Last week on a beautiful sunny Melbourne
winter morning our Technical & Operations team hosted the latest in
our series of boardroom briefings. Over breakfast, David Chuter, CEO of
Innovative Manufacturing CRC (IMCRC), led the discussion around challenges for
leaders in the sector, Industry 4.0 and its transformation imperative.
Attendees included a diverse range of senior manufacturing
executives; Ruby Heard, recently awarded the Victorian Young Professional
Engineer for 2019 by Engineers Australia, was an active contributor,
especially from a younger person’s perspective.
With the demise of the Australian automotive manufacturing
sector, we are constantly reminded that the manufacturing sector is in decline.
was refreshing to hear David refuting the state of manufacturing in Australia,
providing examples of many of the exciting innovations that are being developed
locally that are at the cutting-edge internationally. David is passionate about innovative
manufacturing and the role that it will play over the next decade. He
transformation will be achieved through “collaboration by inspired leadership”.
Speaking about transforming Australia’s manufacturing
industry, automation and AI (Augmented Intelligence, rather than Artificial
intelligence, in David’s view) the concept of Industry 4.0 is not particularly
new. Such technology, including robotics, has already been in use for many
years, especially in automotive production. The group observed that what has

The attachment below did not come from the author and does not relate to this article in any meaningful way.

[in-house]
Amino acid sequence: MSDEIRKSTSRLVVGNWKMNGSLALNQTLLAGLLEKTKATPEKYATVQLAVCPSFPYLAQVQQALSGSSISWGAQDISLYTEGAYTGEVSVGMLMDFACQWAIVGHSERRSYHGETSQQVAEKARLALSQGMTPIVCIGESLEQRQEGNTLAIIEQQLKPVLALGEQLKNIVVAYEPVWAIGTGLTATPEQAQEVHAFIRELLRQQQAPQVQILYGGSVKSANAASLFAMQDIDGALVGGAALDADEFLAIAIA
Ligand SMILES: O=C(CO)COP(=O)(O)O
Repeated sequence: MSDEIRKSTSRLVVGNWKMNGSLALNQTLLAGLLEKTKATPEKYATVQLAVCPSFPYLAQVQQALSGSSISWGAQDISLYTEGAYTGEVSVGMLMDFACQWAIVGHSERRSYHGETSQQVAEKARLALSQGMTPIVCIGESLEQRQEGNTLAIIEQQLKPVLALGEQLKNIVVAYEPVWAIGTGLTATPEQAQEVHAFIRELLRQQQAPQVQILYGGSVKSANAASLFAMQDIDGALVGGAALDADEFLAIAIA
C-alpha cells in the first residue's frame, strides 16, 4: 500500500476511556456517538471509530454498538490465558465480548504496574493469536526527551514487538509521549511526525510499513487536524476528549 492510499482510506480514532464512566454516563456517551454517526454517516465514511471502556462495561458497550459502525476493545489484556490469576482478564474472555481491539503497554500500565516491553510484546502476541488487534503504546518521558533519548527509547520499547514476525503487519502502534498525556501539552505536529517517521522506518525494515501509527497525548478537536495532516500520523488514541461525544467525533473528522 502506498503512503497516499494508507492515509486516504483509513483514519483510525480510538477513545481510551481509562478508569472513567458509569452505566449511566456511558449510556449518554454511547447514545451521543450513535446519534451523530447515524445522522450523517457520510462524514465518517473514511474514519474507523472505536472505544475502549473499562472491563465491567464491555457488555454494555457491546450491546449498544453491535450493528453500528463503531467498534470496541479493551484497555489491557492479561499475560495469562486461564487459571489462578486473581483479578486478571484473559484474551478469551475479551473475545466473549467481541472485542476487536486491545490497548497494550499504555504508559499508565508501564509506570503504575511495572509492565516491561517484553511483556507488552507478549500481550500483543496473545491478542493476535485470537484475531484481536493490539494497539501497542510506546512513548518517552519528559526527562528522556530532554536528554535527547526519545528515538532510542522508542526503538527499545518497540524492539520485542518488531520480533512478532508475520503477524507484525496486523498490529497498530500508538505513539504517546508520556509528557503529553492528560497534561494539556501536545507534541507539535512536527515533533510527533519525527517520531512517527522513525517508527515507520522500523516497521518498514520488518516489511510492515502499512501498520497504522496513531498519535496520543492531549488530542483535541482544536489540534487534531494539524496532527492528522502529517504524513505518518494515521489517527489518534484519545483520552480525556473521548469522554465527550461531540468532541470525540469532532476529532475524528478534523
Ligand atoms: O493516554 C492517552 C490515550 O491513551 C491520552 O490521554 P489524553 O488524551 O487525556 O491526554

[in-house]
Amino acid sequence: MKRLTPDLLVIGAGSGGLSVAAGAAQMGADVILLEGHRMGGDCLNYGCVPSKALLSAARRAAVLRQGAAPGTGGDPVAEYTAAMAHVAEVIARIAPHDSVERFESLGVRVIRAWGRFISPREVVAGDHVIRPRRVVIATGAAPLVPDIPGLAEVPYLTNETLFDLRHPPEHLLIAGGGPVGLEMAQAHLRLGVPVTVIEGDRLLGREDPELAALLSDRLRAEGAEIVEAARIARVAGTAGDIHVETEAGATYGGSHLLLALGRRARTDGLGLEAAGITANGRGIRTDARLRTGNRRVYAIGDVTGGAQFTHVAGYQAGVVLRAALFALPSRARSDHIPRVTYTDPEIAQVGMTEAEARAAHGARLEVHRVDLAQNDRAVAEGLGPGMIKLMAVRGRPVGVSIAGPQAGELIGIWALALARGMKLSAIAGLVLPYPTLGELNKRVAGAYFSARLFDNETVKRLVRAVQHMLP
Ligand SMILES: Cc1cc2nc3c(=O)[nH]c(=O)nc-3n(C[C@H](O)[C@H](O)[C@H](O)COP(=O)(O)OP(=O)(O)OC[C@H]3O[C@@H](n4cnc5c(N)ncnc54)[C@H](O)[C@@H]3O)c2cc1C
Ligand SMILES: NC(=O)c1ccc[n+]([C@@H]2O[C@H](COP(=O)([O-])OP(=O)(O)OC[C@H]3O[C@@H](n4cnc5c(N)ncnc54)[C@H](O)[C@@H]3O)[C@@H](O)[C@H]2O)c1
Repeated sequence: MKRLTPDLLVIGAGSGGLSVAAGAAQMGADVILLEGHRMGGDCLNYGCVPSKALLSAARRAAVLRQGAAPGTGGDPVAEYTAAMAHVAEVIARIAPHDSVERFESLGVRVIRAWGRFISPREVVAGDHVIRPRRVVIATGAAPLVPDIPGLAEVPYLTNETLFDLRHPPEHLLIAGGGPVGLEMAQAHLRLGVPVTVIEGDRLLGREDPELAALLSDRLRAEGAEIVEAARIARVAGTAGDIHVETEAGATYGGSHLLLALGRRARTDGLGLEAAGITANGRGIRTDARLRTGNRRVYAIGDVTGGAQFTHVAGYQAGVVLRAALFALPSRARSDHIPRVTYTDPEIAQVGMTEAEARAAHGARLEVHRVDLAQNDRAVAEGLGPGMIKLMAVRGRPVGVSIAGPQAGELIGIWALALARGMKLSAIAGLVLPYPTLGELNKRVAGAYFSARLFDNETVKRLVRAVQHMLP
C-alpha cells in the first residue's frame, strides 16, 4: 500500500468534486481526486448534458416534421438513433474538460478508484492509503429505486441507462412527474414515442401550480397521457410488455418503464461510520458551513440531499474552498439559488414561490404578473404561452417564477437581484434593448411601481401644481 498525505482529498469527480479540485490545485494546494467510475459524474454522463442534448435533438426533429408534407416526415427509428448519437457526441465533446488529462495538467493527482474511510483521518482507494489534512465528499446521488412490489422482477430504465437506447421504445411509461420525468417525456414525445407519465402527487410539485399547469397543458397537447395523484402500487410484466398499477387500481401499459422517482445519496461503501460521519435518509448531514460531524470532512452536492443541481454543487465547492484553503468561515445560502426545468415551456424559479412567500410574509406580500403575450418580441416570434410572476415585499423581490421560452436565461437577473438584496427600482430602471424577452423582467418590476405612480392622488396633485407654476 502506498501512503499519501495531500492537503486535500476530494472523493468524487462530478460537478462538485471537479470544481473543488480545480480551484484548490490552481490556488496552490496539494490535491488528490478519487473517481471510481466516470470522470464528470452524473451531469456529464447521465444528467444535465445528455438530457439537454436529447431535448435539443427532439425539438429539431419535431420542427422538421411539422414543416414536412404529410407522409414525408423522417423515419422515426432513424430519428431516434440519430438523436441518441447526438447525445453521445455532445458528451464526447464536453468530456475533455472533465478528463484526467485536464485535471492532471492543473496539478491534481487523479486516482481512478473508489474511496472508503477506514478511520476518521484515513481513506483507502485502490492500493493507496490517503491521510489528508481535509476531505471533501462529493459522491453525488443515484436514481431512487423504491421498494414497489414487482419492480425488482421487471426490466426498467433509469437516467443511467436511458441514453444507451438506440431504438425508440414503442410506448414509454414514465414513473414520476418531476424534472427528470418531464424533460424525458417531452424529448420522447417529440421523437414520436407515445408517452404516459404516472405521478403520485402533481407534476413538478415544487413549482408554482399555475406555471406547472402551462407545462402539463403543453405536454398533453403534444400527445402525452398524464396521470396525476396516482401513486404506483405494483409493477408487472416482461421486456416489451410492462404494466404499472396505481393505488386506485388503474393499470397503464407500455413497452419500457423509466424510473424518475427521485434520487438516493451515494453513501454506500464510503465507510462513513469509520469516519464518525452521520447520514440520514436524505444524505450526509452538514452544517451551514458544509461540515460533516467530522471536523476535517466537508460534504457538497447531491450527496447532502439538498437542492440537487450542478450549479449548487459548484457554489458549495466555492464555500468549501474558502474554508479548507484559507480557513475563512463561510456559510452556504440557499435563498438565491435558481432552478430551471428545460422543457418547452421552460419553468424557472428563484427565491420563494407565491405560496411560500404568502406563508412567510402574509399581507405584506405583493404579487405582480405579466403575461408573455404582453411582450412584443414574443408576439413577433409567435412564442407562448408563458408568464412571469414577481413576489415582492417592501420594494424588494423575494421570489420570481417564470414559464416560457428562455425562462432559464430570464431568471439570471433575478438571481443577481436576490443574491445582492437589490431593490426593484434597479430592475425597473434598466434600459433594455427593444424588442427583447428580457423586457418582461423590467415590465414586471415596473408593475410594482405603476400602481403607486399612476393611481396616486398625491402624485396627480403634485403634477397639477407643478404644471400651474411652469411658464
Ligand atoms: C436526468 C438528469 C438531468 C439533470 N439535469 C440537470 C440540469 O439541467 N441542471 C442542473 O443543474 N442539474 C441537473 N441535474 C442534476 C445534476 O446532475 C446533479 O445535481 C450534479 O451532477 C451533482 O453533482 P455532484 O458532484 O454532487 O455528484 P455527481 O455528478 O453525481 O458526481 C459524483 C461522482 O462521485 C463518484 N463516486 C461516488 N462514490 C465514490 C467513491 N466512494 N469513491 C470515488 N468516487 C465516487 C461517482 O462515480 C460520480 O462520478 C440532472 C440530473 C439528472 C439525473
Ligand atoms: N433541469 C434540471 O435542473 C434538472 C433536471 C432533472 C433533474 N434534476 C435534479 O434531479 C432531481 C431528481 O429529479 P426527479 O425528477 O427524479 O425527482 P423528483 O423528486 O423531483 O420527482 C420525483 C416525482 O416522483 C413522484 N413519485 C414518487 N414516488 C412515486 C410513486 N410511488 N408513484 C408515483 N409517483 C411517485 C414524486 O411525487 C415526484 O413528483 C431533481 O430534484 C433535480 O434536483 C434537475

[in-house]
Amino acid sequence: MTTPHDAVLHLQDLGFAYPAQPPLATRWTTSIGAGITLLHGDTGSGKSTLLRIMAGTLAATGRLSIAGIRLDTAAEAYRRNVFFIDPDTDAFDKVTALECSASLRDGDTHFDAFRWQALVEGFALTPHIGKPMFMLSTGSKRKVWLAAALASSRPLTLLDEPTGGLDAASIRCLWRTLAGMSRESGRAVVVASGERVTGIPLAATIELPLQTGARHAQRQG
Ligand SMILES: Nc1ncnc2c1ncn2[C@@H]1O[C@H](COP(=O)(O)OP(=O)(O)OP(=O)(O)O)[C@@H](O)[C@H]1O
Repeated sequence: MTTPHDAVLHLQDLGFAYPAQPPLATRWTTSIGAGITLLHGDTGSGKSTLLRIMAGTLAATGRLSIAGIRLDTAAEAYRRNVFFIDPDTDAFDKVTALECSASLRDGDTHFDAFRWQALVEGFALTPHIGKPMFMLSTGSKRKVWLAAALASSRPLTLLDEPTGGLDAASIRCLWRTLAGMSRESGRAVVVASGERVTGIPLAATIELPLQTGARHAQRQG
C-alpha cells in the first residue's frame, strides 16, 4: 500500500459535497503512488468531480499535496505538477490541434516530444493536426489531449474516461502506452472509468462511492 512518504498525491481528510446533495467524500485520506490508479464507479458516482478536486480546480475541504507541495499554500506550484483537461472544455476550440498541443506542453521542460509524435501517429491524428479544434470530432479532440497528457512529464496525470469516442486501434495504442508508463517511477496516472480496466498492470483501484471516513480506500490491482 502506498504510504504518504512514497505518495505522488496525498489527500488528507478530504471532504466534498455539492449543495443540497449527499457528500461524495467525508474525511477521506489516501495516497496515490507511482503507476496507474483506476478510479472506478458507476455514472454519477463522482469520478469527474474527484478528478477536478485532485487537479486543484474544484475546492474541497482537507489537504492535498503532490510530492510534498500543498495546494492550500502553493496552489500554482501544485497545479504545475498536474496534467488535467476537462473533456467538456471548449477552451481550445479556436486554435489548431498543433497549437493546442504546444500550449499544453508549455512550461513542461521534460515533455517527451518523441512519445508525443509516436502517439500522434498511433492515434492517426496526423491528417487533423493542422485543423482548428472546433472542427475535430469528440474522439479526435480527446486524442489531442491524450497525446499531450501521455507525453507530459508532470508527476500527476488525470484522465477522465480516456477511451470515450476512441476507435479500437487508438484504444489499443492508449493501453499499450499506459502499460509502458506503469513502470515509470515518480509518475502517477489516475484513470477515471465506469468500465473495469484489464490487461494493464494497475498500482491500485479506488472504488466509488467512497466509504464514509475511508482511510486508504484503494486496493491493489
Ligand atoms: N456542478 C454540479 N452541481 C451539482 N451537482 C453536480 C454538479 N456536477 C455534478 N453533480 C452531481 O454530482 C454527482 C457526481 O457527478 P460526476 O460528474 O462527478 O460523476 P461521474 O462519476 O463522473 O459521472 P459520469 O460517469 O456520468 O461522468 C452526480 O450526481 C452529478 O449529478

changed, is that the barrier for entry has dropped significantly, meaning
manufacturing technology is no longer limited to well resourced multi-national
While Industry 4.0 is not limited to a specific sector, one
of the challenges in Australia is our proliferation of small businesses: 90% of
manufacturers employ less than 20 people and only 15% of manufacturers turn
over more than $2M per annum. With so many SMEs invested in manufacturing,
collaboration between companies can be difficult too. IMCRC estimates less than
40% of manufacturers have an appropriate business strategy to meet current and
One of the positive initiatives David has taken with IMCRC is to bring industry, educators (universities) the CSIRO and other resources together to support SMEs in manufacturing and help foster collaboration. CSIRO’s recently released Australian National Outlook showed a massive and unprecedented opportunity for the future growth and prosperity of manufacturing. It predicts manufacturing’s contribution to GDP growth will be more than two and half times that of any other sector.
When looking for transformative projects that will create
commercial outcomes for local manufacturers to take Australian products and
service to the world, we also need to seek out opportunities to develop the
project management, technical and leadership skills that cannot be simply
solved through education. Governments have a role to play in supporting
manufacturing with investment – for example, here in Victoria our trains are
built with 60% local content and some trade-based TAFE courses are government
funded. Industry also needs to lead by providing opportunities for technical
specialists and professionals to further and diversify their experience, which
will upskill its workforce.
Overall, we need to be braver and bolder, if we wish to
become a world leader in advanced manufacturing. We need to change the
perception that we are limited by market size or geographical distance, and
focus on establishing smart tech hubs with a global focus, where the emphasis
is less on production, and more on invention, design and value.
I’m looking forward to seeing what the next generation of
manufacturing in Australia looks like.